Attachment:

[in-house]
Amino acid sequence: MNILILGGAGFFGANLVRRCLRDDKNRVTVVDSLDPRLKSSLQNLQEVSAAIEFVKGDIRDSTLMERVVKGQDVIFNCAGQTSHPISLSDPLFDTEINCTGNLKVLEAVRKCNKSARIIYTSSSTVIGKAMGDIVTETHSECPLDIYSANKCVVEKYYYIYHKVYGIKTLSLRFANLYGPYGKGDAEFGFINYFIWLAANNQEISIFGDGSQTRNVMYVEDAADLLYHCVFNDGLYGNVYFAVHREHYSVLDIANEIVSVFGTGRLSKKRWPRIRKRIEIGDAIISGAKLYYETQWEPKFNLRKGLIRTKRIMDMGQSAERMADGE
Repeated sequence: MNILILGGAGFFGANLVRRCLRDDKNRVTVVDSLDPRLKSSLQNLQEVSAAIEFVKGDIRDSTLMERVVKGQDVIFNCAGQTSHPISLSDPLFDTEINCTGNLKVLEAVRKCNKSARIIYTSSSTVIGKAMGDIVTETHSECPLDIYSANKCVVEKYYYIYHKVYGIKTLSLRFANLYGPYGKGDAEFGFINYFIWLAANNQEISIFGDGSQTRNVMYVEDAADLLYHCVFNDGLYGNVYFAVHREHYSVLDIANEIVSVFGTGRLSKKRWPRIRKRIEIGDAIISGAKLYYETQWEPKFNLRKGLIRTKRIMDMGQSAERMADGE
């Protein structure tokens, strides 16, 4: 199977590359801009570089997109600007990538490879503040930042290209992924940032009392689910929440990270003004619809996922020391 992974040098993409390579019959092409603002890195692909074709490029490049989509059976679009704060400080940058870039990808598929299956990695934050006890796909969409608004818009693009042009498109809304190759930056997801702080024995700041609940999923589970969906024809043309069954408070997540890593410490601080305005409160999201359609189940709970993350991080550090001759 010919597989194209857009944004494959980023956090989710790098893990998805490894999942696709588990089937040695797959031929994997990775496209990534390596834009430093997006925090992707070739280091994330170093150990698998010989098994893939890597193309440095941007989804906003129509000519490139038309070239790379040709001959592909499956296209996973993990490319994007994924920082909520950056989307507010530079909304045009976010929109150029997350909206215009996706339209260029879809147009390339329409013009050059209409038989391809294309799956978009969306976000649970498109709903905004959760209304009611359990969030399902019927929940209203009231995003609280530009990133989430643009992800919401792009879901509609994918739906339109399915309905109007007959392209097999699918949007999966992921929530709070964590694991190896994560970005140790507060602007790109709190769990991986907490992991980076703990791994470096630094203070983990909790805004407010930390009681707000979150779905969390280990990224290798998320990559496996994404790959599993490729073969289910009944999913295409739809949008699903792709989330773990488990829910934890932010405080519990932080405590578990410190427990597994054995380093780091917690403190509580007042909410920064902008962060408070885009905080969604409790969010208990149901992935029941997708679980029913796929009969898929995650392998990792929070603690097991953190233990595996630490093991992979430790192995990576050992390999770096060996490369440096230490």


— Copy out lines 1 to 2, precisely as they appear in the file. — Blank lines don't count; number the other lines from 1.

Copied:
[in-house]
Amino acid sequence: MNILILGGAGFFGANLVRRCLRDDKNRVTVVDSLDPRLKSSLQNLQEVSAAIEFVKGDIRDSTLMERVVKGQDVIFNCAGQTSHPISLSDPLFDTEINCTGNLKVLEAVRKCNKSARIIYTSSSTVIGKAMGDIVTETHSECPLDIYSANKCVVEKYYYIYHKVYGIKTLSLRFANLYGPYGKGDAEFGFINYFIWLAANNQEISIFGDGSQTRNVMYVEDAADLLYHCVFNDGLYGNVYFAVHREHYSVLDIANEIVSVFGTGRLSKKRWPRIRKRIEIGDAIISGAKLYYETQWEPKFNLRKGLIRTKRIMDMGQSAERMADGE